Every time you add a new type of system, you need to review your CMMC requirements against it. For example, even if you secure your database server fully if your file server has a weak password policy, you have a problem.
The Cost of Forgoing CMMC Accreditation
Think about the cost of not pursuing CMMC accreditation today that goes above and beyond DoD contractual requirements and cuts to the core of any business. CMMC is the risk mitigation, and the risk it’s mitigating is yours. Exfiltration of CUI results in a $600 billion annual loss. Who paid to develop the stolen intellectual property (IP), and who bears that loss of current and future revenue from compromised IP? You! Independent of any DoD requirement, why wouldn’t you protect your organization’s IP, and why would you wait for the DoD to tell you that you should?
If that fact isn’t compelling enough, then remember that by the end of 2026, every DoD request for proposal (RFP) will incorporate CMMC. Businesses that do not possess the appropriate level of CMMC accreditation identified in the RFP cannot work on the contract and will miss out on revenue opportunities, even if they lie several levels down the winning bid team’s hierarchy. These same companies may find themselves on the sidelines prior to completion of the CMMC rollout, as primes and other upstream contractors choose to work with partners that have demonstrated a commitment to mitigate cybersecurity risk by proactively investing in CMMC. Can you afford that outcome?
Companies that understand, and take a holistic view of, the true cost of CMMC can plan accordingly, protect their interests, and gain a competitive advantage that will serve them well for years to come.
The CMMC framework consists of five maturity levels – Level 1 through 5 – whose cybersecurity requirements become more advanced as you ascend up the levels. Level 1 or “basic cybersecurity”, is expected to entail a small subset of NIST 800-171-based data controls and other “best practices”. Levels 2 and 3 provide a closer approximation of what is required by NIST SP 800-171 and DFARS 252.204-7012. The mid-levels will encompass all rev 1 controls under 800-171 as well as other practices outside the CUI protection scope. Level 5 of the CMMC calls for the most advanced cybersecurity practices within and beyond the perimeter of CUI protection. Additional controls may include 24/7 SOC, network segmentation, real-time asset tracking, and initial response actions. CCG is here to help you comply with CMMC at every step. Here is a high-level looks at what contractors can expect in order to gain certification in each level:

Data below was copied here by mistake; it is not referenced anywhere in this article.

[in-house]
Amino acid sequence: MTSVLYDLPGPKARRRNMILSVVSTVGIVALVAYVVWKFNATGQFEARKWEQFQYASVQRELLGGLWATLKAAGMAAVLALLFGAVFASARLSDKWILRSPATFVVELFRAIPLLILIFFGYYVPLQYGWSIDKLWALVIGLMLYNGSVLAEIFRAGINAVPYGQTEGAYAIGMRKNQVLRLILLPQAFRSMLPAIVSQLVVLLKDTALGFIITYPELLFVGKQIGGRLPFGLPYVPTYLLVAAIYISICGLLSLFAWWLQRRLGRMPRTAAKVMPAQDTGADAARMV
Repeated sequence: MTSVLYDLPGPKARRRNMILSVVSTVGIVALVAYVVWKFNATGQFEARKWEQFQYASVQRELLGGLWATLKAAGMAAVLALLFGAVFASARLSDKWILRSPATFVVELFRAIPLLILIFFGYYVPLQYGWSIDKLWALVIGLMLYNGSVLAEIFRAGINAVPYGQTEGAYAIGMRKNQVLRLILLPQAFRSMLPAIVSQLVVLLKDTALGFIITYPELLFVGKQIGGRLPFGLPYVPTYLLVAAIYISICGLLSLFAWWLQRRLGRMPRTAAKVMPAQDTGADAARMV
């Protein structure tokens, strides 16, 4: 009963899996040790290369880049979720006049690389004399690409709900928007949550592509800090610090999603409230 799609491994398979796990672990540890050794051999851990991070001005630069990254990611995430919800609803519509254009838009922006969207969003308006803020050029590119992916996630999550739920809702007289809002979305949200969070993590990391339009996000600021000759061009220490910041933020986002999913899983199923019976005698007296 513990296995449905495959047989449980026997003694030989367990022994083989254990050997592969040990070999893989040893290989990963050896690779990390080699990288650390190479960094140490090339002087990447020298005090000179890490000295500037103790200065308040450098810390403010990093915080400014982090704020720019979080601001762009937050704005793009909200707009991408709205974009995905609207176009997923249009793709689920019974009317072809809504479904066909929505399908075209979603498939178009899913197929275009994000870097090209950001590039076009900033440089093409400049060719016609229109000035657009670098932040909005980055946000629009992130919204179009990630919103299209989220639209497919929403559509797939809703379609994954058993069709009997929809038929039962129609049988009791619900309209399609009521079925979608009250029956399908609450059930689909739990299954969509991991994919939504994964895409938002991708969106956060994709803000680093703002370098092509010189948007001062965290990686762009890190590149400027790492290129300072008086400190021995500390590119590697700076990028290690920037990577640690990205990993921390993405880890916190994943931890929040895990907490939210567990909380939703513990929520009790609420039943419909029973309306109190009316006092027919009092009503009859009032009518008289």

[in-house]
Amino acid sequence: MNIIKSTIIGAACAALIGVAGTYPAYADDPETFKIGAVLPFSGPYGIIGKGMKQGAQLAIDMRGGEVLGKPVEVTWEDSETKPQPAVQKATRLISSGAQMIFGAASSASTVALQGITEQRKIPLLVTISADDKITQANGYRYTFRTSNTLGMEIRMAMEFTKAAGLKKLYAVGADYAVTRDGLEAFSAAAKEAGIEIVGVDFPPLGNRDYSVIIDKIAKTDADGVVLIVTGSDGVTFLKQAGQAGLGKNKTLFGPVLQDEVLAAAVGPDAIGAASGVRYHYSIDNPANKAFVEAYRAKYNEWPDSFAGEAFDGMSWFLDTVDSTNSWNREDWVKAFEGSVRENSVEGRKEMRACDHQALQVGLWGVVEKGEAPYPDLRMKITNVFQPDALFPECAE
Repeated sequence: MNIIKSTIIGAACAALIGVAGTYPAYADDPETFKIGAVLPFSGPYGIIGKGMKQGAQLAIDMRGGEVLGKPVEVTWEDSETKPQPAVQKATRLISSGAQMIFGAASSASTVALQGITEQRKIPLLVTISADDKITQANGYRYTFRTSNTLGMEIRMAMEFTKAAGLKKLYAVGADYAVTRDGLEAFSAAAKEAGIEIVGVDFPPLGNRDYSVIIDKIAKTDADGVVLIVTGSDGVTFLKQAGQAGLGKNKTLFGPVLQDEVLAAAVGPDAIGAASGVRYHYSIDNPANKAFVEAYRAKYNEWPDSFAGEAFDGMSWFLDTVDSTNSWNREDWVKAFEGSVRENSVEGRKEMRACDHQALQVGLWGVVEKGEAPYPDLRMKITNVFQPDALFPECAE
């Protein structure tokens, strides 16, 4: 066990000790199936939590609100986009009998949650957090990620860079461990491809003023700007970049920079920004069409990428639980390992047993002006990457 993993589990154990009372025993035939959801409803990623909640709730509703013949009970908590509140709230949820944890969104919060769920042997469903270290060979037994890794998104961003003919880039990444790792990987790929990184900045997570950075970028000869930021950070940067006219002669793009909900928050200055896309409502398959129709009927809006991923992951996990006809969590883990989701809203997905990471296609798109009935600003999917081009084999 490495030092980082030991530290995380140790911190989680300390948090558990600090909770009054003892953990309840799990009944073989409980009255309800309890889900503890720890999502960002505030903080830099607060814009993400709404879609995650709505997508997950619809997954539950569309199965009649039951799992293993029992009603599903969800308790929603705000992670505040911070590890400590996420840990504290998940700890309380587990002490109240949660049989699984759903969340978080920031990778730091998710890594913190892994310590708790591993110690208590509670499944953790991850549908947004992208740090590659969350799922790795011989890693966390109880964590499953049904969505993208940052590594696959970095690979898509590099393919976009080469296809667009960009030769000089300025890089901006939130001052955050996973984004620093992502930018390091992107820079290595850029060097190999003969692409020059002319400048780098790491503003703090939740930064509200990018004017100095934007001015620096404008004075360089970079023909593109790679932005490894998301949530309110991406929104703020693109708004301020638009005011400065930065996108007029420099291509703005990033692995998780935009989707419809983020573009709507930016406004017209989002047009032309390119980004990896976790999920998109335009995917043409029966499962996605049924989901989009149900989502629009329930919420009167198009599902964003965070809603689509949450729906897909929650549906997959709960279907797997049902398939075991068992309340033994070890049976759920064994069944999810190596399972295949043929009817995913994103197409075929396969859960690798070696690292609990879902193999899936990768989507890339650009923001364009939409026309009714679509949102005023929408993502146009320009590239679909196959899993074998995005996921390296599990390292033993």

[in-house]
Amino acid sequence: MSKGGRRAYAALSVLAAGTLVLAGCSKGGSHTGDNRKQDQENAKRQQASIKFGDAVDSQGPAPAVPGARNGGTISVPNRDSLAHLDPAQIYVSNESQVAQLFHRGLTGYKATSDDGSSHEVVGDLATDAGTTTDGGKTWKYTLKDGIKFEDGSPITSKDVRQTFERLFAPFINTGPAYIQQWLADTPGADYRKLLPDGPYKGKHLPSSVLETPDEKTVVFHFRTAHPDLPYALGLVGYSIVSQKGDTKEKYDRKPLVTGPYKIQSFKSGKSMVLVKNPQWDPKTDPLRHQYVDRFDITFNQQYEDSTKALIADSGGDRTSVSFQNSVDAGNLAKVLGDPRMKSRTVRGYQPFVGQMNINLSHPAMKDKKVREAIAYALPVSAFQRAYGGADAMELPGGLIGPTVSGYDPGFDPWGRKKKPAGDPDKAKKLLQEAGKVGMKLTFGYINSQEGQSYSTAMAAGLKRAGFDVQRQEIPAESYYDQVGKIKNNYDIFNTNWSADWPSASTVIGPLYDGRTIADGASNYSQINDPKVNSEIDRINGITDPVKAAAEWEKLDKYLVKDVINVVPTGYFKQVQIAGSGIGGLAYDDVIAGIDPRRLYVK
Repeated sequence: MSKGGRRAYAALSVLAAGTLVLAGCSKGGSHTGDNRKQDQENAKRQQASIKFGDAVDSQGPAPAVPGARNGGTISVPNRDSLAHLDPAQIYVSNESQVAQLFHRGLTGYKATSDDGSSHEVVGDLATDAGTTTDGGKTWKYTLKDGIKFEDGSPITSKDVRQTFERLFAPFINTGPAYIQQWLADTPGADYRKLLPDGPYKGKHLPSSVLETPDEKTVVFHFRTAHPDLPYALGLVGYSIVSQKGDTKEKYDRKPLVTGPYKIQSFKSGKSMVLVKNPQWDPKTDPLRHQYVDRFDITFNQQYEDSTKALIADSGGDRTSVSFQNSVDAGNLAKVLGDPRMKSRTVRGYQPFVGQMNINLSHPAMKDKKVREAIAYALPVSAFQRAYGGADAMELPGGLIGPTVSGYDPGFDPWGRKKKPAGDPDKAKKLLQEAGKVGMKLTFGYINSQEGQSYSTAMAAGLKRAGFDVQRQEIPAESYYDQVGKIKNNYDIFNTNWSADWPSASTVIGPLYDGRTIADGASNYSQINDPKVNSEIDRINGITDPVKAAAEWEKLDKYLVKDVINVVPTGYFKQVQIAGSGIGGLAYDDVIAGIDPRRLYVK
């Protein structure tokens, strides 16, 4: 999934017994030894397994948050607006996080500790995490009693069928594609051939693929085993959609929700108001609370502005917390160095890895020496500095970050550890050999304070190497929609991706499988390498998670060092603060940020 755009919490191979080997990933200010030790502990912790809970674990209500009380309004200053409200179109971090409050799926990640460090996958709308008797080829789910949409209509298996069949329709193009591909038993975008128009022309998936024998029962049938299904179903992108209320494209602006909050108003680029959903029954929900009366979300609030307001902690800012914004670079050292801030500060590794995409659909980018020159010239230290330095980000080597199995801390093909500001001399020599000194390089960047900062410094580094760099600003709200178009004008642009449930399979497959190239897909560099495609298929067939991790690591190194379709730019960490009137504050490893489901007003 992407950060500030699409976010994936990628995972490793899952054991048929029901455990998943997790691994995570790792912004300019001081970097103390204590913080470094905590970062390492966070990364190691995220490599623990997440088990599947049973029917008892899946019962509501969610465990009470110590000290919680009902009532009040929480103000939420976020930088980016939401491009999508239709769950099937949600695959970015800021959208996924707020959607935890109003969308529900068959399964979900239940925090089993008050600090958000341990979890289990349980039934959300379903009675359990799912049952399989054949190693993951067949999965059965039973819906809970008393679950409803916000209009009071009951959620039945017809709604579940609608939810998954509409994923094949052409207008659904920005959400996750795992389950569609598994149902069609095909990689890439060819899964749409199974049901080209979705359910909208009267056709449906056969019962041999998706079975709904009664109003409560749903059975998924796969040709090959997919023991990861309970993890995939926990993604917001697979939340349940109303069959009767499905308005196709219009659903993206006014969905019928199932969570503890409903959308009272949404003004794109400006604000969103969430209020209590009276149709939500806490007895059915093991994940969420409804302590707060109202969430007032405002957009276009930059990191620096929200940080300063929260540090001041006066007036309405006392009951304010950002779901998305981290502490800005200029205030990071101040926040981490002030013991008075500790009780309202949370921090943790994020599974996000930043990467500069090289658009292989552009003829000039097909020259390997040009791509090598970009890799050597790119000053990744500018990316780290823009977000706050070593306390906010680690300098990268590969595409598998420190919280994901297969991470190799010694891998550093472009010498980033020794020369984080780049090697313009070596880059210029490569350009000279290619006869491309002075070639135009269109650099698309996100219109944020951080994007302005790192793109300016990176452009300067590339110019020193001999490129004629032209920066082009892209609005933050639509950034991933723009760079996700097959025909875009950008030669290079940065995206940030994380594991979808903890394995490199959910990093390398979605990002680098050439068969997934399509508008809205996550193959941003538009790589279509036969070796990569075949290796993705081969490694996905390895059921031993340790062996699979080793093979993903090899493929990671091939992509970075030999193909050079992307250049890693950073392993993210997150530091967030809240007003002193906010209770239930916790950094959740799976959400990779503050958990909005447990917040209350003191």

Level 1 (Basic Cyber Hygiene). 17 practices
- FAR Requirements
- Ad hoc incident response
Level 2 (Intermediate Cyber Hygiene). 72 practices
- Awareness and training
- Risk management
- Security continuity
Level 3 (Good Cyber Hygiene). 130 practices
- Compliance with all NIST SP 800-171 requirements
- Share threat information with key stakeholders
- Multi-factor authentication (MFA)
Level 4 (Proactive Cyber Controls) . 156 practices
- Network segmentation
- Detonation chambers
- Mobile device inclusion
- Use of DLP technologies
- Supply chain risk consideration
- Threat hunting
Level 5 (Advanced/Progressive Cyber Protection). 171 practices
- 24/7 SOC operation
- Device authentication
- Cyber maneuver operations
- Organizational custom protections implementation
- Real-time asset tracking